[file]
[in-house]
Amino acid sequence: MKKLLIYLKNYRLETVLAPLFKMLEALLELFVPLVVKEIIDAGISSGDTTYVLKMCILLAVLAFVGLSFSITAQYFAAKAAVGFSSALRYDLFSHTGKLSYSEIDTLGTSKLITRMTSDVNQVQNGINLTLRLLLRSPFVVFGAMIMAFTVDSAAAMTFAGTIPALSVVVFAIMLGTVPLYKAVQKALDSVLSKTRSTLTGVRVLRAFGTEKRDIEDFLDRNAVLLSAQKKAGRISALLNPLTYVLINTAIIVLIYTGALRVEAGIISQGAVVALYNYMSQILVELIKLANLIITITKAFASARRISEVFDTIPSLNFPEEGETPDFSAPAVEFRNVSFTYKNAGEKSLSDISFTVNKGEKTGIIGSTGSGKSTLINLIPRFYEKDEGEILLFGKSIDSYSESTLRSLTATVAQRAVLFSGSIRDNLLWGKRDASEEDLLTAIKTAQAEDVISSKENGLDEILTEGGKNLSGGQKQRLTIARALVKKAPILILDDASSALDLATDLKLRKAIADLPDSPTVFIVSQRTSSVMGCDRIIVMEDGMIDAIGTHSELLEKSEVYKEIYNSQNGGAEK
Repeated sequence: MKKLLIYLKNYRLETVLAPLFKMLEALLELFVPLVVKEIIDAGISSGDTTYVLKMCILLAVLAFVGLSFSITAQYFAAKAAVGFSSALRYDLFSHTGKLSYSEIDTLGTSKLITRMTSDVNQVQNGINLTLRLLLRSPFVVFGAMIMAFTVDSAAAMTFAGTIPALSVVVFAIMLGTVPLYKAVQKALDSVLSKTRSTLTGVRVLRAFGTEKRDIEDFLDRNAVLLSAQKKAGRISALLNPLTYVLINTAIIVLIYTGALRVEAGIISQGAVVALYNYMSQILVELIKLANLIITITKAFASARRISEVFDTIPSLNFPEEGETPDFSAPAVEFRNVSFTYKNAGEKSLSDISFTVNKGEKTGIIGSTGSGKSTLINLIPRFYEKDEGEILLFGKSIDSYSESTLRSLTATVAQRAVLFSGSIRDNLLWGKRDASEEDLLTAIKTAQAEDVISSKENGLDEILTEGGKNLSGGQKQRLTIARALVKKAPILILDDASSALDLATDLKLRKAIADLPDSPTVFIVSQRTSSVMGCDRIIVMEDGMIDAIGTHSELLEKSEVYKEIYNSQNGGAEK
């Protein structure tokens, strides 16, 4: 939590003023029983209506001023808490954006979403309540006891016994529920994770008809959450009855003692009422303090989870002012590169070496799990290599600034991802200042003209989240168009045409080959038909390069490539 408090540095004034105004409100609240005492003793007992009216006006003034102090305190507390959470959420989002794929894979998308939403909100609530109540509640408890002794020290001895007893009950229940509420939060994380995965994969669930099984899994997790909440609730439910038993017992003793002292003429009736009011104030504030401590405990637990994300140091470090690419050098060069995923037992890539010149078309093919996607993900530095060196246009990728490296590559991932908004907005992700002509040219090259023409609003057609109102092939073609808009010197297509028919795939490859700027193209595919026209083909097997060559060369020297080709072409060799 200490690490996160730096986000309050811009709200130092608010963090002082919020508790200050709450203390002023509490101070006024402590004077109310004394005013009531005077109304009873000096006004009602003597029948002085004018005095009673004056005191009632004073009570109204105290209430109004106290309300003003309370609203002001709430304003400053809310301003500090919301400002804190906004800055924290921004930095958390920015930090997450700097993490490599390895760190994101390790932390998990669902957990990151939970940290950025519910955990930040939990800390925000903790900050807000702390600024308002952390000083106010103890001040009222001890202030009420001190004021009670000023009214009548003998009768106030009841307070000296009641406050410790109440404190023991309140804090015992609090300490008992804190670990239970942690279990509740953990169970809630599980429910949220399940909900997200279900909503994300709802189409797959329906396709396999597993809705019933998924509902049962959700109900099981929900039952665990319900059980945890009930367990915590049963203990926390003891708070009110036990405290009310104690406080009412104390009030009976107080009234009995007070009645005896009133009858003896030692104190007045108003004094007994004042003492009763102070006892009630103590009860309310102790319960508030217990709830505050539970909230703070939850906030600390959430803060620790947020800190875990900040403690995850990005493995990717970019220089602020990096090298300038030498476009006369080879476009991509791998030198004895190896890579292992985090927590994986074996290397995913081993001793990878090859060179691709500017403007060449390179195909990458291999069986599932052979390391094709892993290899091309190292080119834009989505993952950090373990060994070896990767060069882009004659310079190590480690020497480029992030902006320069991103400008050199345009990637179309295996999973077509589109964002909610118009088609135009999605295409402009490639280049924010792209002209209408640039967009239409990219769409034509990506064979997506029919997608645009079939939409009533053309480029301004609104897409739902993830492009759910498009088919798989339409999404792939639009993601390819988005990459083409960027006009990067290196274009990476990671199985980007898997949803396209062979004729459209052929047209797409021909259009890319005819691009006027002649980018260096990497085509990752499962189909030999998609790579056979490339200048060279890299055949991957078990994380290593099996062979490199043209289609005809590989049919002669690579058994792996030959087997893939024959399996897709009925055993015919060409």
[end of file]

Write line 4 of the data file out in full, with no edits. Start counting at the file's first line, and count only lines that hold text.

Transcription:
């Protein structure tokens, strides 16, 4: 939590003023029983209506001023808490954006979403309540006891016994529920994770008809959450009855003692009422303090989870002012590169070496799990290599600034991802200042003209989240168009045409080959038909390069490539 408090540095004034105004409100609240005492003793007992009216006006003034102090305190507390959470959420989002794929894979998308939403909100609530109540509640408890002794020290001895007893009950229940509420939060994380995965994969669930099984899994997790909440609730439910038993017992003793002292003429009736009011104030504030401590405990637990994300140091470090690419050098060069995923037992890539010149078309093919996607993900530095060196246009990728490296590559991932908004907005992700002509040219090259023409609003057609109102092939073609808009010197297509028919795939490859700027193209595919026209083909097997060559060369020297080709072409060799 200490690490996160730096986000309050811009709200130092608010963090002082919020508790200050709450203390002023509490101070006024402590004077109310004394005013009531005077109304009873000096006004009602003597029948002085004018005095009673004056005191009632004073009570109204105290209430109004106290309300003003309370609203002001709430304003400053809310301003500090919301400002804190906004800055924290921004930095958390920015930090997450700097993490490599390895760190994101390790932390998990669902957990990151939970940290950025519910955990930040939990800390925000903790900050807000702390600024308002952390000083106010103890001040009222001890202030009420001190004021009670000023009214009548003998009768106030009841307070000296009641406050410790109440404190023991309140804090015992609090300490008992804190670990239970942690279990509740953990169970809630599980429910949220399940909900997200279900909503994300709802189409797959329906396709396999597993809705019933998924509902049962959700109900099981929900039952665990319900059980945890009930367990915590049963203990926390003891708070009110036990405290009310104690406080009412104390009030009976107080009234009995007070009645005896009133009858003896030692104190007045108003004094007994004042003492009763102070006892009630103590009860309310102790319960508030217990709830505050539970909230703070939850906030600390959430803060620790947020800190875990900040403690995850990005493995990717970019220089602020990096090298300038030498476009006369080879476009991509791998030198004895190896890579292992985090927590994986074996290397995913081993001793990878090859060179691709500017403007060449390179195909990458291999069986599932052979390391094709892993290899091309190292080119834009989505993952950090373990060994070896990767060069882009004659310079190590480690020497480029992030902006320069991103400008050199345009990637179309295996999973077509589109964002909610118009088609135009999605295409402009490639280049924010792209002209209408640039967009239409990219769409034509990506064979997506029919997608645009079939939409009533053309480029301004609104897409739902993830492009759910498009088919798989339409999404792939639009993601390819988005990459083409960027006009990067290196274009990476990671199985980007898997949803396209062979004729459209052929047209797409021909259009890319005819691009006027002649980018260096990497085509990752499962189909030999998609790579056979490339200048060279890299055949991957078990994380290593099996062979490199043209289609005809590989049919002669690579058994792996030959087997893939024959399996897709009925055993015919060409």